The patent's assignee is
News editors obtained the following quote from the background information supplied by the inventors: "Superparamagnetic iron oxide nanoparticles have been explored for uses in various medical applications, including, for example, MRI, hyperthermia therapy, and drug release systems. In MRI applications, superparamagnetic iron oxide nanoparticles have been investigated as contract agents and breast tumor imaging. In one study, nanoparticles that were modified with tumor targeting ligands (e.g., breast cancer cell surface receptor urokinase-type plasminogen activator) accumulated in mice breast tumors and generated strong contrast for imaging by clinical MRI (3 Tesla). In another study, targeted nanoparticles were used to detect circulating breast cancer cells in the blood, again using a mouse model.
"In hyperthermia therapy, under median-level alternating magnetic field (AMF), magnetic nanoparticles can generate heat to induce breast cancer cell apoptosis. In one study, thermoablative therapy of breast cancer in mice was performed using antibody (mAb)-linked iron oxide nanoparticles. The magnetic nanoparticles were injected intravenously. The nanoparticles targeted human breast cancer xenografts in the mice, resulting in a delay in tumor growth after the AMF was applied.
"Magnetic field drug release delivery systems have been investigated in the form of iron oxide loaded gels (e.g., gelatin, PVA), scaffolds, microbeads, composite membranes, nanoemulsions, silica nanocapsules or polymer nanoparticles. In one study, magnetic nanoparticles were bound with a chemotherapy drug and tested for targeted chemotherapy in a rabbit liver tumor model. Magnetic particles have also been investigated for both imaging and drug delivery in prostate cancer.
"There is concern that pure iron oxide leads to acute toxicity. Further, due to anisotropic bipolar attraction, iron oxide nanoparticles may aggregate. The nanoparticles systems described above are based on encapsulated iron oxide nanoparticles to combat or mitigate aggregation and toxicity. The nanoparticles and any associated drug may be dispersed in oil/water and encapsulated by a multilayer polymer/liposome shell. However, heat conduction is relatively difficult with the multilayer shell as heat generated by the iron oxide must be transferred through the relatively low conductivity water/oil phase and then transferred to and through the polymer shell.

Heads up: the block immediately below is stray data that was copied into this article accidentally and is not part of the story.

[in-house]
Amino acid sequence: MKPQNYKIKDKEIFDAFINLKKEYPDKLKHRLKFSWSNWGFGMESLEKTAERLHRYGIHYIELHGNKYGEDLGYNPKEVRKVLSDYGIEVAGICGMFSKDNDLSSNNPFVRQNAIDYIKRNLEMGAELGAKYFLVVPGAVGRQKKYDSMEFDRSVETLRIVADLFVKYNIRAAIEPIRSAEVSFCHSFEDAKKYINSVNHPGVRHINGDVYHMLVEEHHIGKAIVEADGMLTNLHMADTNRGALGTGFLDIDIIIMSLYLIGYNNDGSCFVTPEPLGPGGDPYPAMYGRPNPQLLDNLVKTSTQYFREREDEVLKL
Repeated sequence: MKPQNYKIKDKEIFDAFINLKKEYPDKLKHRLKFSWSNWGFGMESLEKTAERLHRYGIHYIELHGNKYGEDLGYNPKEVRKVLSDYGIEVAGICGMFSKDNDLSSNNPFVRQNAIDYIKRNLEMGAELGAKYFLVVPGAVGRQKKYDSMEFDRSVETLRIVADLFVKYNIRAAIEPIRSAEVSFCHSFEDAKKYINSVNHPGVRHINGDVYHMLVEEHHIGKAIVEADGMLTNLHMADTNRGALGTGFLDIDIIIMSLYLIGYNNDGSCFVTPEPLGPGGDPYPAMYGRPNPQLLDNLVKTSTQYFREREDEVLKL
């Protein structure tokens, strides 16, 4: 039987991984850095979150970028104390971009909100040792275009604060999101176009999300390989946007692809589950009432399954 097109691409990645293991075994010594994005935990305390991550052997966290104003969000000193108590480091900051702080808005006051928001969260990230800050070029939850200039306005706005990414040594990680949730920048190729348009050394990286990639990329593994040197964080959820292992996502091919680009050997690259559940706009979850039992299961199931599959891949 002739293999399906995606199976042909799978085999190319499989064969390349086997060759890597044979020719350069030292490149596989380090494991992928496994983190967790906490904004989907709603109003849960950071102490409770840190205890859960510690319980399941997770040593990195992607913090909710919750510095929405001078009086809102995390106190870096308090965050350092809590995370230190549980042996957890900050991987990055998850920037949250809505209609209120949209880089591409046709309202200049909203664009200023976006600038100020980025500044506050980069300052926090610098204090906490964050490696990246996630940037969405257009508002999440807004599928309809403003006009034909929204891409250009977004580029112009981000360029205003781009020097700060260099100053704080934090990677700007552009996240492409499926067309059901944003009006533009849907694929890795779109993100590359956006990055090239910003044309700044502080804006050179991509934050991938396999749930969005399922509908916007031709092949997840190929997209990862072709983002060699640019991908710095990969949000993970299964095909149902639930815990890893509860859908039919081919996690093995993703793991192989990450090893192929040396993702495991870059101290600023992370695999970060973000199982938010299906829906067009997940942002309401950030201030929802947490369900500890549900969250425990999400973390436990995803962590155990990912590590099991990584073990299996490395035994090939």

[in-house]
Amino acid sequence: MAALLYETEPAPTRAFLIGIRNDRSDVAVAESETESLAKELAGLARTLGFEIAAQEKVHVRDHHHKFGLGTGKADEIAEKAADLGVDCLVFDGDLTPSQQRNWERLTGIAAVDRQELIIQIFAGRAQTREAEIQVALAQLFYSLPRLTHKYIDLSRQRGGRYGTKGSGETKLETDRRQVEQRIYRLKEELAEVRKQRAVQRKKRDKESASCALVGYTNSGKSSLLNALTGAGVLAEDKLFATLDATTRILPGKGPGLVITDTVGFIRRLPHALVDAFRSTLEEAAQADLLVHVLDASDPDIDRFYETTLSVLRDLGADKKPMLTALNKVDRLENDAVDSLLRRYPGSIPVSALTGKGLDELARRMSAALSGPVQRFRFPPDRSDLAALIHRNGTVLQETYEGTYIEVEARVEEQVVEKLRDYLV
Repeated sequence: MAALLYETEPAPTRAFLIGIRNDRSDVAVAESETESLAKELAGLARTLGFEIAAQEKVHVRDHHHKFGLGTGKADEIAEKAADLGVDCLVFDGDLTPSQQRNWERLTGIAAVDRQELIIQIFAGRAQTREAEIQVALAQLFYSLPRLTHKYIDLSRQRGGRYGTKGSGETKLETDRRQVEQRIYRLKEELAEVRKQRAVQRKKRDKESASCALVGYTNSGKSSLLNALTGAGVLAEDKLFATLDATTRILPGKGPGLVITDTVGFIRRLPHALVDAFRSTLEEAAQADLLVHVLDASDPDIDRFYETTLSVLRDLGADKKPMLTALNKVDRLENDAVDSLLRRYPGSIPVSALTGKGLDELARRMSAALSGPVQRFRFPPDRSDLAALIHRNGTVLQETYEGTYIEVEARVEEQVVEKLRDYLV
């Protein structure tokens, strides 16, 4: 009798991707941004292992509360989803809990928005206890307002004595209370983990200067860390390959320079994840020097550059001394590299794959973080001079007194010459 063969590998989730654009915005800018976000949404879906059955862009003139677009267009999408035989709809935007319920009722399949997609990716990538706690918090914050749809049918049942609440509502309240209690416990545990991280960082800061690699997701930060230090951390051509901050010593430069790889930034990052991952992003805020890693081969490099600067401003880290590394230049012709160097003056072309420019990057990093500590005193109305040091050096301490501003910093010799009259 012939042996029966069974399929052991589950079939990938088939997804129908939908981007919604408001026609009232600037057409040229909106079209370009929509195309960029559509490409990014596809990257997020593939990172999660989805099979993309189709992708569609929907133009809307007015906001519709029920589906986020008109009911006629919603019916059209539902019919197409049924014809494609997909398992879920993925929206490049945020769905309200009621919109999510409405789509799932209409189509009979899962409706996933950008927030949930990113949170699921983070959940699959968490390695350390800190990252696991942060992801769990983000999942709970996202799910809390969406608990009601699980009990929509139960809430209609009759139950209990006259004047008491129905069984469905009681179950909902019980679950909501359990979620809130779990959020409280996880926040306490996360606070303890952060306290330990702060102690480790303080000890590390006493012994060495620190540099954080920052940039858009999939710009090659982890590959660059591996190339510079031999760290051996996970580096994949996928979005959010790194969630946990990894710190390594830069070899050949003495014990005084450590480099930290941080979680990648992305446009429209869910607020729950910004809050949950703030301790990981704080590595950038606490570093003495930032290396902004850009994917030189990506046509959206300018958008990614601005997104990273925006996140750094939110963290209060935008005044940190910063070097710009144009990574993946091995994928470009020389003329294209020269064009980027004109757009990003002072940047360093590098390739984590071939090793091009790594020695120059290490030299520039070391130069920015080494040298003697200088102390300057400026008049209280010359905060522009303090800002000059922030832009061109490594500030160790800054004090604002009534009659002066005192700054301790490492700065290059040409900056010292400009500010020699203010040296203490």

"Accordingly room for improvement remains in the field of iron oxide nanoparticle formation and use, wherein the iron oxide particles may be more biocompatible, yet still transmit heat into surrounding matter."
As a supplement to the background information on this patent application, VerticalNews correspondents also obtained the inventors' summary information for this patent application: "An aspect of the present disclosure relates to a method of forming magnetic calcium phosphate particles. The method may include preparing a calcium hydroxide solution and filtering the calcium hydroxide solution through a filter. The method may also include forming an iron chloride solution and combining the iron chloride solution with the filtered calcium hydroxide solution. In addition, the method may include combining a phosphoric acid solution (without or with chitosan) with the combined solutions of iron chloride and calcium hydroxide and forming a mixture including particles comprising iron oxide and calcium phosphate.